To amplify what Martin said about using the "Ported" worksheet with straight MLTL's: If you model a straight MLTL with the "TQWT" or "Sections" worksheets, the port is by definition sticking out of the bottom of the pipe. You will notice port harmonics above ~500Hz that are equal in magnitude the fundamental resonance. Now, if you model the same dimensions in "Ported" and move the port up the pipe a few inches, so that the center harmonic of the group of three is suppressed, you will have a speaker that is +/- 1-2dB all the what to 1000Hz with very little stuffing. (Of course, you have to have the driver position correct also.)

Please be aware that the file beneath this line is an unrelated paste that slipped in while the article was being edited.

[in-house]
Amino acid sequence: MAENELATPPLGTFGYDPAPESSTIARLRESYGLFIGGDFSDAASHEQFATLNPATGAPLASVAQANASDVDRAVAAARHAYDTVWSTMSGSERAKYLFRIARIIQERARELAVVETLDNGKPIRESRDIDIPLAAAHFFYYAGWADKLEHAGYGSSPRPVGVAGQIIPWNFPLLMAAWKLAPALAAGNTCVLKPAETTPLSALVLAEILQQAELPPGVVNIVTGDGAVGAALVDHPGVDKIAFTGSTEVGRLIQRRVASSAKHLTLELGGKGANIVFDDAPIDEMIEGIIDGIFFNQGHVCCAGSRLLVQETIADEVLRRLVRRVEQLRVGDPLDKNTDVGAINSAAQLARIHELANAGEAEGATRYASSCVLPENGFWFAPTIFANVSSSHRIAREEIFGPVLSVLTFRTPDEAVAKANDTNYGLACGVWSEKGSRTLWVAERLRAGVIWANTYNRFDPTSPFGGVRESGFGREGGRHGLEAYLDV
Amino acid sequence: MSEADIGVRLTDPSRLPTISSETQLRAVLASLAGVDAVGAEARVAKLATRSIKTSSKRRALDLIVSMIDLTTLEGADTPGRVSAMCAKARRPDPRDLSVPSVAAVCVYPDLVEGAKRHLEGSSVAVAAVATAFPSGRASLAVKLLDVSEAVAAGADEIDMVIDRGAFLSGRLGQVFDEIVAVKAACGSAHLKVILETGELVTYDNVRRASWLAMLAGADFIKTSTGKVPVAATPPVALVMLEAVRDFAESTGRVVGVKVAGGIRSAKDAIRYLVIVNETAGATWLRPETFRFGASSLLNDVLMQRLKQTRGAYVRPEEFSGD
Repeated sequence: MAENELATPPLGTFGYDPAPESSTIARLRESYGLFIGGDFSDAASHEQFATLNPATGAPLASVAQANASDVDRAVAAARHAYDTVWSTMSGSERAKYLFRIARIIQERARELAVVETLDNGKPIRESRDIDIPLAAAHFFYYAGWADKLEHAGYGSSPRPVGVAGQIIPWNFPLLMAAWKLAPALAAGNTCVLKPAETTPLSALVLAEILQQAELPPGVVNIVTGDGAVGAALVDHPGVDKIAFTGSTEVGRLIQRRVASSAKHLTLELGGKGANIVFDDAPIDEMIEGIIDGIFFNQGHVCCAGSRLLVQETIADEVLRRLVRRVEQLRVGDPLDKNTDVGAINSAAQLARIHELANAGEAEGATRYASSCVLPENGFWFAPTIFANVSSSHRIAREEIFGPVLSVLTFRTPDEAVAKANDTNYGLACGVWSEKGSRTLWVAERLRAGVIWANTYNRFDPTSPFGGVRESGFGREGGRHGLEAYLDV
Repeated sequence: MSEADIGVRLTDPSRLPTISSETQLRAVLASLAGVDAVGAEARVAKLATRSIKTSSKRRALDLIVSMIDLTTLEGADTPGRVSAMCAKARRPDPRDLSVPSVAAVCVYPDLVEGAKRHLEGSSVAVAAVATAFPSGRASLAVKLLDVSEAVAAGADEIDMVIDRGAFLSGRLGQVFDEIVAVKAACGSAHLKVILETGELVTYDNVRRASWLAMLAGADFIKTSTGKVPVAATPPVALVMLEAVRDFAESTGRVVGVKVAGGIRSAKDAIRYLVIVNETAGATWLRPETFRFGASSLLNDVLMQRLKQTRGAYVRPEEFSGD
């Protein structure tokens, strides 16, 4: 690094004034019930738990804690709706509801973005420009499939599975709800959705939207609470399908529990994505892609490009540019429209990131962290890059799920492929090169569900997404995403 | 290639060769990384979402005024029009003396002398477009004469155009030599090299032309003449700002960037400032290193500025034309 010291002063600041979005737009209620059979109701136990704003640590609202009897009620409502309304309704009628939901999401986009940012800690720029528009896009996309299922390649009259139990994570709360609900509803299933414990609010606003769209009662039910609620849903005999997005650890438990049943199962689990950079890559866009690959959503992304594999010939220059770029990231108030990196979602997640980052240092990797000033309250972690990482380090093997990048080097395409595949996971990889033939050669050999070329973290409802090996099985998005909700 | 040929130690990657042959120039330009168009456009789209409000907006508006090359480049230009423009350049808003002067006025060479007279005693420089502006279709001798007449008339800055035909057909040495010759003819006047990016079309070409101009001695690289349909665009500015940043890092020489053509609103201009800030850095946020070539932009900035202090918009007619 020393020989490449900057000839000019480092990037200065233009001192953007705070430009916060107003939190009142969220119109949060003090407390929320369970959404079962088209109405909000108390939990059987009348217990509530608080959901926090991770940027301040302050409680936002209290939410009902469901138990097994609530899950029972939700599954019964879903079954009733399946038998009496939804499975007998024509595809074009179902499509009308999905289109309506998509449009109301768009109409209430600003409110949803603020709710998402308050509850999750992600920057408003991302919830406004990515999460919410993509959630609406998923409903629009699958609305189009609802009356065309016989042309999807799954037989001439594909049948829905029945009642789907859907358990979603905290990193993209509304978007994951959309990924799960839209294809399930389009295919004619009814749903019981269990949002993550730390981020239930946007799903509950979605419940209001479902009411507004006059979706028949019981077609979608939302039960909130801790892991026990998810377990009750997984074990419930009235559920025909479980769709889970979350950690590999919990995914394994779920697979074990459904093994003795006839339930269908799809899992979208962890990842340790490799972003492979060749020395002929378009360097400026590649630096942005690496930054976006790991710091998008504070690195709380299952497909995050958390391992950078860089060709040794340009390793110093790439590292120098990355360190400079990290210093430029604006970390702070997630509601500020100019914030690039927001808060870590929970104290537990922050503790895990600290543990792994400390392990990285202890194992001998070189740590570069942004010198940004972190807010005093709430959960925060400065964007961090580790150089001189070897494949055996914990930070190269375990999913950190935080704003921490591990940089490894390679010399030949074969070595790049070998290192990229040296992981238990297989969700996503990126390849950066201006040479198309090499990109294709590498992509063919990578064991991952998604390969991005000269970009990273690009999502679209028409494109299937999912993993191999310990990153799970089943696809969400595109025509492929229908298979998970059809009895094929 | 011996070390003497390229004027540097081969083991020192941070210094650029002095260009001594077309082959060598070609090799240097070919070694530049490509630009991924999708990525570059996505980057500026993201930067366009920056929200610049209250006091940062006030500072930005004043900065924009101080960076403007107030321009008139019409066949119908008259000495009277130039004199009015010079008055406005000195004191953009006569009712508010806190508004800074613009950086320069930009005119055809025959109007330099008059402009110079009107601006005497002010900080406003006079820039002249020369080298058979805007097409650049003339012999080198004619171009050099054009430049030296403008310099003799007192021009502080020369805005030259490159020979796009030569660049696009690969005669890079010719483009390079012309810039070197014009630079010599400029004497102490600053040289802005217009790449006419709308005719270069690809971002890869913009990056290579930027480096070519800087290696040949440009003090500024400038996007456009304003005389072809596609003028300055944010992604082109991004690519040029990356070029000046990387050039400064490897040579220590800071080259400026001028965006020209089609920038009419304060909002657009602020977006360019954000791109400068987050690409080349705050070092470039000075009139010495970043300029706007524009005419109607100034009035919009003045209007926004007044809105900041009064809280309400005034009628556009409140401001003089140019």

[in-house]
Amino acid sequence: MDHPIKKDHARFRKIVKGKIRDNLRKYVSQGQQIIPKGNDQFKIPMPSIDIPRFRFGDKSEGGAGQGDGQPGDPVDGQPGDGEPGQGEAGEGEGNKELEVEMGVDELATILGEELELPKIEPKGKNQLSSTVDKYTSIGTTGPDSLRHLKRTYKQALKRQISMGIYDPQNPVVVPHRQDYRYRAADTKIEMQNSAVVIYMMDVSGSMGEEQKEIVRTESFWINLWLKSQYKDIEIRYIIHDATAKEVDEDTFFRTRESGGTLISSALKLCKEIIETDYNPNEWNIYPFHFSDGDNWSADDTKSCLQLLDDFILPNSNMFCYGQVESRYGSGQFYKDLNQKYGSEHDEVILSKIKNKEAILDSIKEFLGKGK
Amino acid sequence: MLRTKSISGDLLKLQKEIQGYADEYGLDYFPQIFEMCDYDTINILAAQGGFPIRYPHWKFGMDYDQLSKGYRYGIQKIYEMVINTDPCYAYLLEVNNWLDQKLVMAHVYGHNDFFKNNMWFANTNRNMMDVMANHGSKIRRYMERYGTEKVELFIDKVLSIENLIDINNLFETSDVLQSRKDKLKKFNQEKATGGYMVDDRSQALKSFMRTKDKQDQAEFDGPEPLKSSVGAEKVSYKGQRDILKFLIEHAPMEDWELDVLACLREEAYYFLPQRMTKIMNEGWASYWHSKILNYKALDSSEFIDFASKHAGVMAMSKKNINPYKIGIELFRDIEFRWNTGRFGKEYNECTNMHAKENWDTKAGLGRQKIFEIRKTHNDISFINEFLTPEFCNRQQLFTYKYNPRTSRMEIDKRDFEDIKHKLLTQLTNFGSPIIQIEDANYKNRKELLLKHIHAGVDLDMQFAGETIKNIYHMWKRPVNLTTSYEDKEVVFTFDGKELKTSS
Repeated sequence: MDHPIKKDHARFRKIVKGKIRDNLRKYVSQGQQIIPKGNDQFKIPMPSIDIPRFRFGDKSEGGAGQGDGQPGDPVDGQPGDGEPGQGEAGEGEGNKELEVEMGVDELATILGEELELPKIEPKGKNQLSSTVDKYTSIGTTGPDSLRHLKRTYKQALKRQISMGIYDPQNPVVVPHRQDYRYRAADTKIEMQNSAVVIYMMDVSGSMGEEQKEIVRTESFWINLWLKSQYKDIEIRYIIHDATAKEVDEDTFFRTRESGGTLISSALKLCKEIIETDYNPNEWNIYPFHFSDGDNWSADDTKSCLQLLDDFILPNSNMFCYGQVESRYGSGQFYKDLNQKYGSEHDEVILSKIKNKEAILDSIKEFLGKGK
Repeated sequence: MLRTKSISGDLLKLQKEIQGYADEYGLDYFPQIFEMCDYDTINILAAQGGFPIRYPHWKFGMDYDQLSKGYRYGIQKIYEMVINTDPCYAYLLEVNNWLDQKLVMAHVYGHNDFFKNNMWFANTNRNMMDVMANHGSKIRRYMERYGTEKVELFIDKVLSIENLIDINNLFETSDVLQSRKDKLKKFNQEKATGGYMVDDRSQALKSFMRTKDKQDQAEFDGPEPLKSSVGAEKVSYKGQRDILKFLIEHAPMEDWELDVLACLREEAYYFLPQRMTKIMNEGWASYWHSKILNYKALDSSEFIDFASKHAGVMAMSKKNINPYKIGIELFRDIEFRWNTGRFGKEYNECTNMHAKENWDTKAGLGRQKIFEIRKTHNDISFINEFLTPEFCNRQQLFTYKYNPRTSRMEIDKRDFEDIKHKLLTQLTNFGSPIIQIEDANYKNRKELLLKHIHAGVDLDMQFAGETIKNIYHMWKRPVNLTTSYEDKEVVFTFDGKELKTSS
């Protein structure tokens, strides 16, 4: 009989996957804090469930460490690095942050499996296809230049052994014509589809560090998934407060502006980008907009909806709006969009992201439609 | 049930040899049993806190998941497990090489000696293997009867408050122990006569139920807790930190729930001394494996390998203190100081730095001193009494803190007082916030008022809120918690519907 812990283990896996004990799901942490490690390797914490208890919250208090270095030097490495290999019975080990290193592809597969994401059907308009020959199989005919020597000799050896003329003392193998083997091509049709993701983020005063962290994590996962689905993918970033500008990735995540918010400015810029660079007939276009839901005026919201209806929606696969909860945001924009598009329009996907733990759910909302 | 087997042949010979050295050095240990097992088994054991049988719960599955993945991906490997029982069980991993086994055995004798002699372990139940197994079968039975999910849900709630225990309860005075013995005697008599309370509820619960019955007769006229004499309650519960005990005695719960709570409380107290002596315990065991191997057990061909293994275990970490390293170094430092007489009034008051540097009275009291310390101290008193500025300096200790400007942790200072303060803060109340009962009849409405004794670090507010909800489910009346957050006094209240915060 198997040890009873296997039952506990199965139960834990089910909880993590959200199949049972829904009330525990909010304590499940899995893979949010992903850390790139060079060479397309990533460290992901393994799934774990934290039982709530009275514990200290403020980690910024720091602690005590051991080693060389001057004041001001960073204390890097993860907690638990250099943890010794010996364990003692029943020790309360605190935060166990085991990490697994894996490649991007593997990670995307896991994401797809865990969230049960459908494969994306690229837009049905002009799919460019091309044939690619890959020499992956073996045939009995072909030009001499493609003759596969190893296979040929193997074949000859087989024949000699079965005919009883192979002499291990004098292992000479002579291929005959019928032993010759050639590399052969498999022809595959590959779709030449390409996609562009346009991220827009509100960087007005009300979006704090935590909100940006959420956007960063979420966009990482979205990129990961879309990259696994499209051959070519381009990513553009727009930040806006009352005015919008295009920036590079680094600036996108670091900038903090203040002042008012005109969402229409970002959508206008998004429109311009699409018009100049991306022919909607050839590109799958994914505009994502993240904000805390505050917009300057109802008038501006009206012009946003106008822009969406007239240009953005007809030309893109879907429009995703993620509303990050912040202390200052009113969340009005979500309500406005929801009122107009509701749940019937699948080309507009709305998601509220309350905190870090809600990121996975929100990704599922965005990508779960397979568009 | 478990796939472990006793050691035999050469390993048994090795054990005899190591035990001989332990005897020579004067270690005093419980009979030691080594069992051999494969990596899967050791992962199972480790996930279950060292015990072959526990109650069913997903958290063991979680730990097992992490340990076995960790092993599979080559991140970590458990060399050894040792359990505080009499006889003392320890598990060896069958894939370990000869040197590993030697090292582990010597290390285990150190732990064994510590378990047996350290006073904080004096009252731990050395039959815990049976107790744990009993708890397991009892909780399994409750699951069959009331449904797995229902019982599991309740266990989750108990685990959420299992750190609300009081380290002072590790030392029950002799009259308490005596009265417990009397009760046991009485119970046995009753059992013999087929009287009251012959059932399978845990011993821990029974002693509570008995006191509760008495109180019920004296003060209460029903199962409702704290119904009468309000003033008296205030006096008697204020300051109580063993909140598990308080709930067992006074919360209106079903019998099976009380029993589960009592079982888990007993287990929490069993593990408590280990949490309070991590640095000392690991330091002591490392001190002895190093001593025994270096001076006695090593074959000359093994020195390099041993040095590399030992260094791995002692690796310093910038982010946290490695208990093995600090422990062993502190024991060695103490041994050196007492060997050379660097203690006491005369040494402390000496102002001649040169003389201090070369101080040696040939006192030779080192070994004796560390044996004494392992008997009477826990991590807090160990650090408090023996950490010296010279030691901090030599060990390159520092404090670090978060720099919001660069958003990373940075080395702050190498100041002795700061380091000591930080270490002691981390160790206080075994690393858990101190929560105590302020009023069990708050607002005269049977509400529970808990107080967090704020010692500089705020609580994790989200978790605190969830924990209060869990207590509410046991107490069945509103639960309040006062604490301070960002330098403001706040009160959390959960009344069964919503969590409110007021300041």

Bob
 

Bricolo

Member
2002-11-11 6:52 am
If I understood correctly, all mathcads models are based on the same equations (that seems logical), but allow you to change other parameters, in function of what kind of box you want to build?

So, if you model the same box in different worksheets, you should have the same results


Bob, you're talking about values for driver-port distance.
But I have no idea about the value to start with, neither for the driver-port distance, nor for any other parameter.

The alignment tables are such an usefull tool, can somethink like this be calculated for ML-TLs?
 
So, if you model the same box in different worksheets, you should have the same results

That is true, almost all of the worksheets are just TL Sections with a simplified set of input.

TL Offset Driver = TL Open End = ML TQWT = TL Sections

The one exception is Ported Box, this worksheet uses the same method but has different equations and a different solution sequence. Ported Box is the next step up from the TL worksheets listed above.